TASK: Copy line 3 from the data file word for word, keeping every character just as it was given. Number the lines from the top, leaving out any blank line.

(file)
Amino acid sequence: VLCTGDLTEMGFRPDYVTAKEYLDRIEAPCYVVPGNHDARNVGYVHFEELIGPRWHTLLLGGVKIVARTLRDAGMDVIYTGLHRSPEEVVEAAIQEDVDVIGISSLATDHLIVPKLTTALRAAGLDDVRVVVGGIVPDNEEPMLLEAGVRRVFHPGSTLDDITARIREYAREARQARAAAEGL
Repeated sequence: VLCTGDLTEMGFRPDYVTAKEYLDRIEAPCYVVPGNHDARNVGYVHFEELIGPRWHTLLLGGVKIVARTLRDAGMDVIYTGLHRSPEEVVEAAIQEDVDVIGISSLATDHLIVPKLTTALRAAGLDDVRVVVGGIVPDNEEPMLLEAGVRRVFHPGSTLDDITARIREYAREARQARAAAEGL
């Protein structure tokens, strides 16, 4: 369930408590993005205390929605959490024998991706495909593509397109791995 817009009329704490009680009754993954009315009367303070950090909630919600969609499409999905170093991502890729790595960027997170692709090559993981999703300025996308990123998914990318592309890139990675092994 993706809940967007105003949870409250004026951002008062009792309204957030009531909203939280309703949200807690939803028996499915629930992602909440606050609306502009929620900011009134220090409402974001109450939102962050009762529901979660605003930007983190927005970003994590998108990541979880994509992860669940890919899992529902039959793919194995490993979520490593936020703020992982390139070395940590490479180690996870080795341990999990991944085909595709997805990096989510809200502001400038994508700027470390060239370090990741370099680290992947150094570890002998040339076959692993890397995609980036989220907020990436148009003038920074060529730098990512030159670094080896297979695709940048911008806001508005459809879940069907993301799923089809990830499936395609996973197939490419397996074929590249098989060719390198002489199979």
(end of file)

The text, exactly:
């Protein structure tokens, strides 16, 4: 369930408590993005205390929605959490024998991706495909593509397109791995 817009009329704490009680009754993954009315009367303070950090909630919600969609499409999905170093991502890729790595960027997170692709090559993981999703300025996308990123998914990318592309890139990675092994 993706809940967007105003949870409250004026951002008062009792309204957030009531909203939280309703949200807690939803028996499915629930992602909440606050609306502009929620900011009134220090409402974001109450939102962050009762529901979660605003930007983190927005970003994590998108990541979880994509992860669940890919899992529902039959793919194995490993979520490593936020703020992982390139070395940590490479180690996870080795341990999990991944085909595709997805990096989510809200502001400038994508700027470390060239370090990741370099680290992947150094570890002998040339076959692993890397995609980036989220907020990436148009003038920074060529730098990512030159670094080896297979695709940048911008806001508005459809879940069907993301799923089809990830499936395609996973197939490419397996074929590249098989060719390198002489199979």